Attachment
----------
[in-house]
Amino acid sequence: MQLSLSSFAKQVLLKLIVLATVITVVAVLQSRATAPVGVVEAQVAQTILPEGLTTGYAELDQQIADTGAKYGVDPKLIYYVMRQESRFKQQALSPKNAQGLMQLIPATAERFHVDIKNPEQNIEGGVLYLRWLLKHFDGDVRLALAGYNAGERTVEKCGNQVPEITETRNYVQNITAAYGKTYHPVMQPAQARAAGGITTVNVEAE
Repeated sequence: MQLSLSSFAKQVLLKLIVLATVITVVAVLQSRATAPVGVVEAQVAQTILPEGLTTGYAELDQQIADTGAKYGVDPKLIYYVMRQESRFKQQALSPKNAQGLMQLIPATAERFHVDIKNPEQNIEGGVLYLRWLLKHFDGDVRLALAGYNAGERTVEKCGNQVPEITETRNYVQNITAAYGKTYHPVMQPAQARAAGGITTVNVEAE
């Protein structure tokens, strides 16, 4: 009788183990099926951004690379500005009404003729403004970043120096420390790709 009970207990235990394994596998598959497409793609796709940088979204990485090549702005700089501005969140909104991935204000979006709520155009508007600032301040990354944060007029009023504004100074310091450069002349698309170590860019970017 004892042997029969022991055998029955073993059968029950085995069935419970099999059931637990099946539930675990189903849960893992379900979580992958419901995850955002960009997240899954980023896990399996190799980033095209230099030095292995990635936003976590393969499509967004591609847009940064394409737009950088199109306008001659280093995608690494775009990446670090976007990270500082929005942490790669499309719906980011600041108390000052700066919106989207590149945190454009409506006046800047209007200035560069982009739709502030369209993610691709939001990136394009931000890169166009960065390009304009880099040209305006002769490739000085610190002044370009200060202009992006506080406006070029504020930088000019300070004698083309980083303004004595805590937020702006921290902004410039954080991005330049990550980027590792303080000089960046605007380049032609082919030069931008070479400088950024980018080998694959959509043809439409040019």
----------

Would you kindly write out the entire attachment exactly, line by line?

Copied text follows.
[in-house]
Amino acid sequence: MQLSLSSFAKQVLLKLIVLATVITVVAVLQSRATAPVGVVEAQVAQTILPEGLTTGYAELDQQIADTGAKYGVDPKLIYYVMRQESRFKQQALSPKNAQGLMQLIPATAERFHVDIKNPEQNIEGGVLYLRWLLKHFDGDVRLALAGYNAGERTVEKCGNQVPEITETRNYVQNITAAYGKTYHPVMQPAQARAAGGITTVNVEAE
Repeated sequence: MQLSLSSFAKQVLLKLIVLATVITVVAVLQSRATAPVGVVEAQVAQTILPEGLTTGYAELDQQIADTGAKYGVDPKLIYYVMRQESRFKQQALSPKNAQGLMQLIPATAERFHVDIKNPEQNIEGGVLYLRWLLKHFDGDVRLALAGYNAGERTVEKCGNQVPEITETRNYVQNITAAYGKTYHPVMQPAQARAAGGITTVNVEAE
């Protein structure tokens, strides 16, 4: 009788183990099926951004690379500005009404003729403004970043120096420390790709 009970207990235990394994596998598959497409793609796709940088979204990485090549702005700089501005969140909104991935204000979006709520155009508007600032301040990354944060007029009023504004100074310091450069002349698309170590860019970017 004892042997029969022991055998029955073993059968029950085995069935419970099999059931637990099946539930675990189903849960893992379900979580992958419901995850955002960009997240899954980023896990399996190799980033095209230099030095292995990635936003976590393969499509967004591609847009940064394409737009950088199109306008001659280093995608690494775009990446670090976007990270500082929005942490790669499309719906980011600041108390000052700066919106989207590149945190454009409506006046800047209007200035560069982009739709502030369209993610691709939001990136394009931000890169166009960065390009304009880099040209305006002769490739000085610190002044370009200060202009992006506080406006070029504020930088000019300070004698083309980083303004004595805590937020702006921290902004410039954080991005330049990550980027590792303080000089960046605007380049032609082919030069931008070479400088950024980018080998694959959509043809439409040019």